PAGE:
posted by mightygodking at 7:24 AM on August 8, 2012 [7 favorites]


Beach volleyball just changed the rules so women can wear more clothing, but I think a lot of the players realize that sex appeal sells tickets and buys sponsors, based on how they dance around the issue in interviews.

I didn't know Sepp Blatter ran the volleyball. Though, seriously, it's pretty revolting that they were forcing the women to wear so little clothing.
posted by hoyland at 7:24 AM on August 8, 2012 [2 favorites]


Please - Say NO to Mens Synchronized Swimming.
posted by Flood at 7:31 AM on August 8, 2012 [3 favorites]


Why?
posted by hermitosis at 7:35 AM on August 8, 2012 [4 favorites]


to see male synchronised swimming form part of the program (one of two sports, the other being rhythmic gymnastics, with no male competition

Question: Is there an established body of male athletes who perform in these disciplines? The best way to get a sport into the Olympics is to make sure there are enough countries with enough meaningful competitors to make an international competition worth having.

I'm not asking to be snarky -- I honestly don't know. If there are well established Men's rhythmic gymnastics and synchronized swimming, then there should be international competition, including at the olympics. But if there isn't, there shouldn't be these competitions at the olympics just for the sake of perceived equality.

Otherwise, I want to see female gymnasts on the rings and male gymnast on the uneven parallel bars. Which is silly -- the male gymnasts perform on equipment that stresses upper body strength, the women perform on equipment that stresses balance and flexibility.
posted by eriko at 7:36 AM on August 8, 2012 [2 favorites]


So how about all the events where the men wear shorts and the women wear glorified panties?

Other than Beach Volleyball, that's the choice of the competitor. I don't know why many women have chosen to wear that style, but it is their choice, and there are a number of competitors that wear clothing that's basically identical to the men's gear.

Overall, athletic clothing has become much skimpier, because there's a decided performance advantage into not lugging around extra clothing, better cooling of the body without layers, no clothing interfering with the athlete, and so on.

Also related -- the very different body shape of a women. Maybe having the hemline above the hips is more comfortable for the female athlete. I don't personally know, because I'm a large guy.

Of course, you'll find men wearing much less in swimming, and I suspect that in gymnastics, where many of the ladies had full coverage tops with long sleeves, that the men were actually showing much more skin (as a percentage of body) than the women.

At least this year, they let the women's beach volleyball sides wear clothing if they chose to, but only because "summer" is a funny word in London. I did finally figure out why many of the sides were wearing bikini tops over other tops, which looked odd -- they didn't have anything else with the number/name/country on them. The US did, so they'd wear long sleeved tops, if needed. If you want to complain about this issue, this is the sport to really lean against -- in 1999, FIVB mandated swimsuits for competitors, but allowed tops for the men (sun protection.) However, women are explicitly allowed to wear shorts or a one piece. Why they choose to wear bikinis, I don't know, and a couple of players (Holly McCook being one) have said "Swimsuits are pretty much what you wear when you are playing on the beach, right?" Between the sand and sun, there might be a point there.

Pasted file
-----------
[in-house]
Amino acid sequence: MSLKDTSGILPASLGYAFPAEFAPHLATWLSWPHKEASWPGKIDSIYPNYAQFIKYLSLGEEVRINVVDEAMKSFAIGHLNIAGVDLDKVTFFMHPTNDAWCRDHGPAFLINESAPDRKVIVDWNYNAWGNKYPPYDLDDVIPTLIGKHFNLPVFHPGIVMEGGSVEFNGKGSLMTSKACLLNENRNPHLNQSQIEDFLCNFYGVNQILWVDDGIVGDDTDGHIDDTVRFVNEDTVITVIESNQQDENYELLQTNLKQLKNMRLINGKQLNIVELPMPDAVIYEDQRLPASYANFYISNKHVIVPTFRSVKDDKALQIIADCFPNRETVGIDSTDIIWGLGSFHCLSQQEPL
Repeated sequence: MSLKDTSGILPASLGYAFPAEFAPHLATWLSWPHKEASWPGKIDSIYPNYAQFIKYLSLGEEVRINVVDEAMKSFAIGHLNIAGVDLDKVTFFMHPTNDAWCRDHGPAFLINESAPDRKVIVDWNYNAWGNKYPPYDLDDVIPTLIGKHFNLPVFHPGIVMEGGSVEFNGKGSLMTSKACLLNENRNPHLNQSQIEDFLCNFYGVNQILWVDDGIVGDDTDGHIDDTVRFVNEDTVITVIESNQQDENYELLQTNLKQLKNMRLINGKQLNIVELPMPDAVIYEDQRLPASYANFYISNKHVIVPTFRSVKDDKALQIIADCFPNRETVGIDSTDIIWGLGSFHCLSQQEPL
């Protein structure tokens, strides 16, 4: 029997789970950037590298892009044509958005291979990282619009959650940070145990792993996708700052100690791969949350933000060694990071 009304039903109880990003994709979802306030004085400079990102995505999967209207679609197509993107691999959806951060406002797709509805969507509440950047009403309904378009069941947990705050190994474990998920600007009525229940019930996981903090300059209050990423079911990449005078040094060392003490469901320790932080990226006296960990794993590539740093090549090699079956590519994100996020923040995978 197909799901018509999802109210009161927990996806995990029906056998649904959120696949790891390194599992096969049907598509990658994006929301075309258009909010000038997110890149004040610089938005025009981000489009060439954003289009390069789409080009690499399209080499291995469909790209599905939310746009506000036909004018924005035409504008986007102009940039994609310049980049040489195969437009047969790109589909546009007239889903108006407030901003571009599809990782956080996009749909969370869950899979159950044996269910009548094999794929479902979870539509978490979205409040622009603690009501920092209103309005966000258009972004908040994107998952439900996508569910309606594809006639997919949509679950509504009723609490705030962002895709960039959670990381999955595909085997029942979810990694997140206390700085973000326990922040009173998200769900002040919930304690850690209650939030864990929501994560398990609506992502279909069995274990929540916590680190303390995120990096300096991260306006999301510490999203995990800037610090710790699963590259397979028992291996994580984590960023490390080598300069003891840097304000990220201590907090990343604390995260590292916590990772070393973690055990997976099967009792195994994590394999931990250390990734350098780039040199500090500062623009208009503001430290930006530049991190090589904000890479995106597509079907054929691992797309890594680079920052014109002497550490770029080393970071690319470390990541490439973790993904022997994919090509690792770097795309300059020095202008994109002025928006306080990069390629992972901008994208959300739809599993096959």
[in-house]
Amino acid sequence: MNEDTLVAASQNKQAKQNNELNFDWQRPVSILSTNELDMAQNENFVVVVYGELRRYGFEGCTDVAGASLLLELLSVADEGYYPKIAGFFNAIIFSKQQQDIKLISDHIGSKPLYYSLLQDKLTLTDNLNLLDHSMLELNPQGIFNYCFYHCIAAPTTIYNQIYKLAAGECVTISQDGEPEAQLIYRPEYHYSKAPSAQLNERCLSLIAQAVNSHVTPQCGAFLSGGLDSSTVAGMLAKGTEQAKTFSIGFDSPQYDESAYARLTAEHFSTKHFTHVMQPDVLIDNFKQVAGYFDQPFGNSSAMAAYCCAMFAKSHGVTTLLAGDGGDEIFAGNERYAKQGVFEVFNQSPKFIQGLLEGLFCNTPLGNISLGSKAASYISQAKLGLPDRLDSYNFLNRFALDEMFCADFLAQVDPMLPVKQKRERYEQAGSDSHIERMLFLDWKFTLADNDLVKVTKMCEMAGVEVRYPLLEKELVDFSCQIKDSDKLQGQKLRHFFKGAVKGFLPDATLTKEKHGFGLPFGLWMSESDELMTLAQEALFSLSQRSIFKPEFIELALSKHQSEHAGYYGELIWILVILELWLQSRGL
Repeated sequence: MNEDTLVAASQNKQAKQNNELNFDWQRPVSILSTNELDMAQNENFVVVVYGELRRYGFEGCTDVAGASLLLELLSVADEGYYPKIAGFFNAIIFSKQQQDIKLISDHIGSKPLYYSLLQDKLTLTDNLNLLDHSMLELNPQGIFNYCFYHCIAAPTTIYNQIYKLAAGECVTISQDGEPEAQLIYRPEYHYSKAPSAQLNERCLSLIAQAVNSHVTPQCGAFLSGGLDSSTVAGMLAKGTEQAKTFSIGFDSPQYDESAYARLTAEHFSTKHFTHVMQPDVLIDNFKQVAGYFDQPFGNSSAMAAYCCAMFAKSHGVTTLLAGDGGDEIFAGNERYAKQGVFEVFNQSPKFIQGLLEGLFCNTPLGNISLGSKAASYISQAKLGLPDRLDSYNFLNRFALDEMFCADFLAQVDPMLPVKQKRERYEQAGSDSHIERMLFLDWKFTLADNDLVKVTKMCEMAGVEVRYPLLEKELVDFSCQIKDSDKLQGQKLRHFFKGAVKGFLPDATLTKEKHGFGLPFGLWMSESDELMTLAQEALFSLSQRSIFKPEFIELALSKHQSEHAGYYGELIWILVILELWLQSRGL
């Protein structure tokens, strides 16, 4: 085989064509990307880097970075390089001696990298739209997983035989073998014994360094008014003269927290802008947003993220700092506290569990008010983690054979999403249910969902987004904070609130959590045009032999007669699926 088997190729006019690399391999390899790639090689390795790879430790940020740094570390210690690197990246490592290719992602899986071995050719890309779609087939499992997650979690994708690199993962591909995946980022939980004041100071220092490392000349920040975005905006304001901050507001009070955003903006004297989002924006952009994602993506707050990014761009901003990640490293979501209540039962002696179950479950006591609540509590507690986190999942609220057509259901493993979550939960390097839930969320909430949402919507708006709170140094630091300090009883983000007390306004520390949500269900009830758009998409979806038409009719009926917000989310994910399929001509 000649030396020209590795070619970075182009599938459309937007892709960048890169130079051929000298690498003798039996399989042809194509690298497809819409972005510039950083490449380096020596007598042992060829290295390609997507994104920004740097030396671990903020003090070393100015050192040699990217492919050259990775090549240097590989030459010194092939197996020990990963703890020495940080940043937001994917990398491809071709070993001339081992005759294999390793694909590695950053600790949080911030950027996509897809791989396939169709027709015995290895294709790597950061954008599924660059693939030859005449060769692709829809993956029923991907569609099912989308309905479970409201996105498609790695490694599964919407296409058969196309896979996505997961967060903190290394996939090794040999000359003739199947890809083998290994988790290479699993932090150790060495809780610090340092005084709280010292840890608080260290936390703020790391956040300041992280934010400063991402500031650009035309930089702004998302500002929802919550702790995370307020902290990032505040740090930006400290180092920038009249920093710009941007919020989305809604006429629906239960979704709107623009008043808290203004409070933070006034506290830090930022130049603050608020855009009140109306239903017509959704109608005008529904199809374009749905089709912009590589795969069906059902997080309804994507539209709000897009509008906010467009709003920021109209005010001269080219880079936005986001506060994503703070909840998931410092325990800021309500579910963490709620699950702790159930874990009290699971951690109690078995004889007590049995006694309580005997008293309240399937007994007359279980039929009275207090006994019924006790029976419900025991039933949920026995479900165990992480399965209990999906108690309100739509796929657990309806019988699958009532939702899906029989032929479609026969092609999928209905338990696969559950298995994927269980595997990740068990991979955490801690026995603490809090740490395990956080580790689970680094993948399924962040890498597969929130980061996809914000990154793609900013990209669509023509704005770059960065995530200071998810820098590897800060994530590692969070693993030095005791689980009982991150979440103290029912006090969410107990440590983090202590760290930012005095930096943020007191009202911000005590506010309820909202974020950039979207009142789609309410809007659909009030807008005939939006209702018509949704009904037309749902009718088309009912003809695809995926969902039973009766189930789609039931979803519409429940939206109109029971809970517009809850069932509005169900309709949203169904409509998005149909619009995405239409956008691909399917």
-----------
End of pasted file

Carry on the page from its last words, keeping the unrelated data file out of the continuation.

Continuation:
Part of the uniform difference is society -- generally, we don't accept uncovered female breast. You can argue that's wrong, but the Olympics is just responding to that, so the place to change it is in society itself, then the Olympics will correct itself to conform.

Part is mechanics -- if you have large breasts, you will take measures to keep them from harm and interfering with play or you'll hurt like heck afterwards, according to several ladies I have talked to.

And part, of course, is tradition -- nobody jumped directly from the long flowing skirts of the early 1950s figure skating to the modern short ones. Uniforms evolve slowly, and do so everywhere -- there is now a generation of baseball players who don't wear stirrup and sanitary socks, and somehow, that make me a little sad.
posted by eriko at 7:40 AM on August 8, 2012 [3 favorites]


Interesting. Knowing nothing about any of the sports beforehand, I thought it looked like women actually had the upper hand when it came to their outfits, being able to choose to go much skimpier than the men.
posted by that's how you get ants at 7:48 AM on August 8, 2012


But if there isn't, there shouldn't be these competitions at the olympics just for the sake of perceived equality.

Amen!!!

I mean yeah, we could have men on balance beam, but why? Their center of gravity is higher (and they might be afraid of those scissors moves), and it wouldn't be as interesting or competitive. Same things for women and rings...what's the point?
posted by Melismata at 7:49 AM on August 8, 2012


More sports, less dancing.
posted by rocket88 at 7:51 AM on August 8, 2012


[..] and it wouldn't be as interesting or competitive.

Isn't that pretty much what people said about women's boxing?
posted by MuffinMan at 7:54 AM on August 8, 2012 [2 favorites]


If Men's synchro makes it in, Martin Short and Harry Shearer were just a few decades short of making the Olympics. "I don't swim"